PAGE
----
The 2016 season offered many of the same moves and, ultimately, feelings of optimism offered in 1999. The Eagles' new head coach (Andy Reid) used the second overall draft pick that spring to select a quarterback (Donovan McNabb) and return normalcy and a sense of organization to the team.
By season's end in '99, the Eagles felt they had a young, ascending quarterback in McNabb with a supporting cast that included pieces that would be vital to the team's rise in the seasons to come. There was hope after the bottoming-out of the Eagles in a 3-13 1998 campaign.
As we assess the Eagles of 2017, the similarities to 1999 are very apparent. Doug Pederson enters his second season as the head coach following a 7-9 first year that had its share of ups and downs, but in the end provided a feeling that the Eagles were "moving in the right direction," said safety Malcolm Jenkins, who, like cornerback Troy Vincent way back when, has a keen perspective of the state of the team. Carson Wentz, selected second overall in last April's draft, started 16 games at the quarterback position and left no doubt that he is a player on the rise and that the Eagles have a franchise-type player at the game's most important position.
And, after 2015's hit-rock-bottom level of dysfunction organizationally punctuated with the removal of head coach Chip Kelly, the Eagles have since stabilized the front office and feel as confident as they've felt in a long time that the current structure is sound and poised to make the right moves in the offseason ahead.
As we look ahead to an uncertain future of free agency and the 2017 NFL Draft, let's take a moment to see what the Eagles accomplished in that free agency period following the 1999 season. Reid and the Eagles laid the foundation in the first season together and took steps in the months that followed that propelled the Eagles into the postseason in 2000.
The most significant move the Eagles made came in February's free agency, and it provided immediate impact: the team signed right tackle Jon Runyan from Tennessee to a six-year contract that made him the highest-paid offensive lineman in NFL history.
"It was going to take something to get me out of Tennessee and here I am," Runyan said on the day he was introduced to the media. "There's a great feeling around here. The team is moving in the right direction. They stepped up and made the decision easy on the business end."
Signing Runyan started a successful offseason during which the Eagles hit on several key moves, some of them very much under the radar. They added defensive tackle Paul Grasmanis in free agency, and Grasmanis helped with defensive line depth through the 2005 season. In March, the Eagles signed linebacker Carlos Emmons from Pittsburgh to play the strongside position in Jim Johnson's defense. Emmons started for four seasons with the Eagles. They brought in long snapper Mike Bartrum from New England, and Bartrum became a rock-solid member of the special teams unit until he suffered an injury in the 2006 season that ended his career. Brian Mitchell, a nemesis as a member of the Washington Redskins, was signed to help the return game and add depth in the offensive backfield.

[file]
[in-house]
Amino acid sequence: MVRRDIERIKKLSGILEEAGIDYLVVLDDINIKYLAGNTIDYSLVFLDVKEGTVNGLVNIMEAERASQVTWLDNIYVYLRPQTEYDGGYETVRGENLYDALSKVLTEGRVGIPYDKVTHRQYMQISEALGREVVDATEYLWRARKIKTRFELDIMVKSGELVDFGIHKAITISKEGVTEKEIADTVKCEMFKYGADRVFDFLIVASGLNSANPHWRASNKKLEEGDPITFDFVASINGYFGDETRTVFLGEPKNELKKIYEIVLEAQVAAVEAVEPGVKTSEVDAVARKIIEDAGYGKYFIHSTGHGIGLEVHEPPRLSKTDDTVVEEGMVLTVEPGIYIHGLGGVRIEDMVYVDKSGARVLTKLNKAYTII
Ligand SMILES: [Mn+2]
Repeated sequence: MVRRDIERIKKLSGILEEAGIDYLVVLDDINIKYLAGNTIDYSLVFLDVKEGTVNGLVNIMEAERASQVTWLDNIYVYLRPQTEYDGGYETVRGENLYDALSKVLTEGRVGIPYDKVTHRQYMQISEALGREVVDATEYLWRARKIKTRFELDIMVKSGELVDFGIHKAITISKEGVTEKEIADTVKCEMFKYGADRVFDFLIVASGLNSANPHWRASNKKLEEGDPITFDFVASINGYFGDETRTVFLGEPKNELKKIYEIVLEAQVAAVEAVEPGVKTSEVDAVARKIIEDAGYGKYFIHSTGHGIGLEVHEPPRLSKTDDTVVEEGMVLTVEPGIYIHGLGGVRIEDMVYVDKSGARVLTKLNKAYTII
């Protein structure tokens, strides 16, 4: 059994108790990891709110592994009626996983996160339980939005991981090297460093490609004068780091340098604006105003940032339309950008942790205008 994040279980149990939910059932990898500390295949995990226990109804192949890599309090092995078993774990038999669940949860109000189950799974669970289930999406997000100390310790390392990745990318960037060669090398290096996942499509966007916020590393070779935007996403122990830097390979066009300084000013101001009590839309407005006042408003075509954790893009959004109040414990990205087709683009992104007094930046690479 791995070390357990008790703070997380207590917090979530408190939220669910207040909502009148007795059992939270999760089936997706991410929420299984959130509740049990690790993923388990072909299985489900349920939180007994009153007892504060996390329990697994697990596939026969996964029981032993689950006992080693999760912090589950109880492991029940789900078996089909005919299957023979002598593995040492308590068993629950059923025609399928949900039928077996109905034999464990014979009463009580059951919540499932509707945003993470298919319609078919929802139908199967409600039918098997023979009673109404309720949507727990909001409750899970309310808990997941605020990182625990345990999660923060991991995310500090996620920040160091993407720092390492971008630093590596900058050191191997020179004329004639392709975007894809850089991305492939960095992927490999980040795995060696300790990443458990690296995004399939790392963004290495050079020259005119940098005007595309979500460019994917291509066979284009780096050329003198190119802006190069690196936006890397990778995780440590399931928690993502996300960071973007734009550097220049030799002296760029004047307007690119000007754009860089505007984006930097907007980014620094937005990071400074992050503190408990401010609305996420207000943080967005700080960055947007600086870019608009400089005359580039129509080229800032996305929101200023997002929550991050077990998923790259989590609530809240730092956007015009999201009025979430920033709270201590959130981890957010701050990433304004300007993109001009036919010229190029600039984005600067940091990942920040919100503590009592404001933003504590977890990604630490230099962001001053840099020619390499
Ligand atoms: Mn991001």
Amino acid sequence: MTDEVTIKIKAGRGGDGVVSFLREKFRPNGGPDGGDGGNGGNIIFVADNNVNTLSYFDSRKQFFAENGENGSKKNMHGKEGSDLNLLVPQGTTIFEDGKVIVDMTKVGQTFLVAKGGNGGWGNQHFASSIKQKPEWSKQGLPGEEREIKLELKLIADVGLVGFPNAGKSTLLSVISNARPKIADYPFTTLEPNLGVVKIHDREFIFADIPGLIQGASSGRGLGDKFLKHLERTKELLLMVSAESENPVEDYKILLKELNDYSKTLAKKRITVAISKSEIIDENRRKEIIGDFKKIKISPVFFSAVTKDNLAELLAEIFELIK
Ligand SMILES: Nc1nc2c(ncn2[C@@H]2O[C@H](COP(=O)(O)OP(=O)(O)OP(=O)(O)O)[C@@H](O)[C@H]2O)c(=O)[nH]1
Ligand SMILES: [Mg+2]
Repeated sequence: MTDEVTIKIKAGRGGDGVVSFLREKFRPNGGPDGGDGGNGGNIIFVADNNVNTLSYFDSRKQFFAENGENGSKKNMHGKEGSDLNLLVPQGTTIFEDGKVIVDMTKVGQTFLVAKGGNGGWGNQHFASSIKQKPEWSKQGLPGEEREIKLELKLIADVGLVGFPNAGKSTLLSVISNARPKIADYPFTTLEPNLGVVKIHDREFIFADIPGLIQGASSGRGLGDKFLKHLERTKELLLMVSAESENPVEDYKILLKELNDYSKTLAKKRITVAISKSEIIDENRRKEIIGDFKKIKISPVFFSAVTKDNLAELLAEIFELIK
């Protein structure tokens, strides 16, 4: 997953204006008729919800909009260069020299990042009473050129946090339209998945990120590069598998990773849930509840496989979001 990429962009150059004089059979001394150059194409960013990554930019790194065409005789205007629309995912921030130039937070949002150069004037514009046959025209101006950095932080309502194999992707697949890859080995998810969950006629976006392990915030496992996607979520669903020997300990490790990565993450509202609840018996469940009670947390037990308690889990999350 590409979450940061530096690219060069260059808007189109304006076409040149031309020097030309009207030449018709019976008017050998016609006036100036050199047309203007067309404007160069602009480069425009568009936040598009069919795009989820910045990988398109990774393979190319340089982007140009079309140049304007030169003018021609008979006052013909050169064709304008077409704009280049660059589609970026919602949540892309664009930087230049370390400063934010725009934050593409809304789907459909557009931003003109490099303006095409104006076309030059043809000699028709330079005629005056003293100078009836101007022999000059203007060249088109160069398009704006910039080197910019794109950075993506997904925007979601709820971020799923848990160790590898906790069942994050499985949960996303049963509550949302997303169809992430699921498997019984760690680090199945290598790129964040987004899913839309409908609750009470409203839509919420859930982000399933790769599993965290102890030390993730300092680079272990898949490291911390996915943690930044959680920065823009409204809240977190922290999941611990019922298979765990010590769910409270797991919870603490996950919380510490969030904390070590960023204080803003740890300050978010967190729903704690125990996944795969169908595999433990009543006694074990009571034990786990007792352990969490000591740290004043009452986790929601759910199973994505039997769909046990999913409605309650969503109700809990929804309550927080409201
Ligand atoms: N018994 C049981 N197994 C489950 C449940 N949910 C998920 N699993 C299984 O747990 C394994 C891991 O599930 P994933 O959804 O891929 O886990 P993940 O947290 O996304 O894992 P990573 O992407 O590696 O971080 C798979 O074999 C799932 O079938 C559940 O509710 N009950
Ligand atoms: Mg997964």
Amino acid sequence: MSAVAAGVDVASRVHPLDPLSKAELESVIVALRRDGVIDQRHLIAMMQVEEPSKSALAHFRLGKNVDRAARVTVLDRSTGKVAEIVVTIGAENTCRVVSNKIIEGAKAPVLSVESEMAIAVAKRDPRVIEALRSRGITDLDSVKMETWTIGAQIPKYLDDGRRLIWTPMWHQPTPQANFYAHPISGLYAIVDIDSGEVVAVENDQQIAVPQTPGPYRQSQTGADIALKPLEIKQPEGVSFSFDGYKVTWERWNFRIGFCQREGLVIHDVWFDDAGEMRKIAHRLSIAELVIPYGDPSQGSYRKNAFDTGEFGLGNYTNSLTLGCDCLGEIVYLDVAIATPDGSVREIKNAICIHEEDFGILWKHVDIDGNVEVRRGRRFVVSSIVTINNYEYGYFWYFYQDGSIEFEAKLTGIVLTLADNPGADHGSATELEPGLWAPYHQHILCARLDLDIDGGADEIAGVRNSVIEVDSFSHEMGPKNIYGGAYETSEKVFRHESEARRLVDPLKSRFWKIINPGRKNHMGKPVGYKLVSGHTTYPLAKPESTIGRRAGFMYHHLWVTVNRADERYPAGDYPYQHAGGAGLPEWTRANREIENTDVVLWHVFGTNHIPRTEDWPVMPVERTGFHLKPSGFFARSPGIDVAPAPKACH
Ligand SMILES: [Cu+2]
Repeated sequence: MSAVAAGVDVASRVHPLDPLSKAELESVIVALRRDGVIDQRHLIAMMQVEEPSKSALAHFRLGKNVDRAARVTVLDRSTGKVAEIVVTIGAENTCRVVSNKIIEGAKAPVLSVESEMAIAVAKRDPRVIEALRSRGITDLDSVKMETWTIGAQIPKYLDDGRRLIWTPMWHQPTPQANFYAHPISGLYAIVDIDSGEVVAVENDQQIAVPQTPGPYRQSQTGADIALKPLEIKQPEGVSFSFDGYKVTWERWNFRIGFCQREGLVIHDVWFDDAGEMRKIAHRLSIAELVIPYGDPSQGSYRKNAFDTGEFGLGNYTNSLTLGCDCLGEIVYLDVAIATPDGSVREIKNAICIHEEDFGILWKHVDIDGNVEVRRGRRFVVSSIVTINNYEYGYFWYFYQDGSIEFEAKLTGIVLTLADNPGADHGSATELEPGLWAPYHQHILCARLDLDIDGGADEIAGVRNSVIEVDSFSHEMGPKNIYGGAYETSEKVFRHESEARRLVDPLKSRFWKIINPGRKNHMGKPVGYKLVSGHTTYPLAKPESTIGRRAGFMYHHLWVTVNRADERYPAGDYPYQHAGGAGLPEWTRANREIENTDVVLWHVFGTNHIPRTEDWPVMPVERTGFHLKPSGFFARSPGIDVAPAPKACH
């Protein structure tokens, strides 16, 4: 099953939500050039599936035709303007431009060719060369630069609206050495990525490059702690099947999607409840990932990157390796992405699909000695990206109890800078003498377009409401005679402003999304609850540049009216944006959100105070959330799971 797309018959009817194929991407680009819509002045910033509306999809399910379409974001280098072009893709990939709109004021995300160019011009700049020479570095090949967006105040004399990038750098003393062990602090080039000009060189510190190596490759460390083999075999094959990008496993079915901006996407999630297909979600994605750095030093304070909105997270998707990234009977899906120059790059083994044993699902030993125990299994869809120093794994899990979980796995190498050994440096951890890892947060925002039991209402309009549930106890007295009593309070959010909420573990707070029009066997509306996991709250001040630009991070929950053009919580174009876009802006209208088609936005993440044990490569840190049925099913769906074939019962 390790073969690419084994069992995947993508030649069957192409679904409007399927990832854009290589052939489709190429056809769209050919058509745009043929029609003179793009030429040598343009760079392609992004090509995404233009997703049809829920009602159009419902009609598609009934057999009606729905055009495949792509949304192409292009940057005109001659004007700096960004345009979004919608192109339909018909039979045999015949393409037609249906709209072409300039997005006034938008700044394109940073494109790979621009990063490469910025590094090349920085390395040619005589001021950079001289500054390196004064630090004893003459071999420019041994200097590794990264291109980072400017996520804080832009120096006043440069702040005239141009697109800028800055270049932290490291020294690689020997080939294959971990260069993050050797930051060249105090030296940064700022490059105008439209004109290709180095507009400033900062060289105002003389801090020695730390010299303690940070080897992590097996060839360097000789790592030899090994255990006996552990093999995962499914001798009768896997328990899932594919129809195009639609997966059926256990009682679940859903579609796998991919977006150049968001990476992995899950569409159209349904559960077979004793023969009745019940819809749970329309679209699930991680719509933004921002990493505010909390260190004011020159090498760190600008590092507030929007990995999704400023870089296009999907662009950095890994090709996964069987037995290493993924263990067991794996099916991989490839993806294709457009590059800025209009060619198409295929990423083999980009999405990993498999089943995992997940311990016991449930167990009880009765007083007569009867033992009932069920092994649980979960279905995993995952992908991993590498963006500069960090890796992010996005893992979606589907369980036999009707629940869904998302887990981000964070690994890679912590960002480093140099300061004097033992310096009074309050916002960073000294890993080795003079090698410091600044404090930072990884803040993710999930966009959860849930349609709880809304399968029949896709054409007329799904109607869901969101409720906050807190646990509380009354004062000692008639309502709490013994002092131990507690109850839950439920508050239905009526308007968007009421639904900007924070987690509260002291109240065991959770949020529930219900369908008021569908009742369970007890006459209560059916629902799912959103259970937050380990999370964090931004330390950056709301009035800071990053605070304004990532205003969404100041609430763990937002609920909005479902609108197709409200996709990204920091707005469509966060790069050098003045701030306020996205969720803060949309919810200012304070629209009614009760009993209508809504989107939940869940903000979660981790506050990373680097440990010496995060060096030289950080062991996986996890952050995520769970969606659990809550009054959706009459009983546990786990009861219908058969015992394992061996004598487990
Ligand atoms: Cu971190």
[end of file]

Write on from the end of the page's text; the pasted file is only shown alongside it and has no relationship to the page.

The draft included key pieces like defensive tackle Corey Simon and wide receiver Todd Pinkston (although the rest of the draft stunk frankly), and later brought in some players who helped – they traded for tight end Jeff Thomason, safety Tim Hauck was re-signed as a free agent, and defensive tackle Darwin Walker was claimed off of waivers from the Cardinals.
The Eagles also said goodbye to some players who had made an imprint on the franchise like Pro Bowl linebacker William Thomas, starting center Steve Everitt, and even placekicker Norm Johnson, who spent 1999 a veteran aide-de-camp, if you will, for David Akers in Akers' important developmental season.
Then the Eagles opened the regular season in Dallas, the Pickle Juice Game, and surprised the Cowboys with an onsides kick to start it off on the way to a 41-14 victory. Reid and the Eagles landed in the playoffs, defeating Tampa Bay in the Wild Card round before losing at the New York Giants.
Will the similarities to the Reid Era continue this offseason? That remains to be seen. The rules of engagement in free agency have changed. Players like Runyan aren't often available as teams have so much more salary cap room to use to retain their key, young players. But the point it this: The Eagles did it right in 2000 by hitting on many of their moves. They weren't all flashy, big-dollar acquisitions. They were smart, strategic decisions to help the Eagles in both the short term and for the seasons ahead.
The Eagles have their plan in place for free agency, subject to change as the winds of the season change. They know they have limitations with regards to the salary cap. They know the talent pool might not be as deep in free agency. With the foundation in place, the Eagles are moving forward needing to make the right decisions, flashy headlines or not.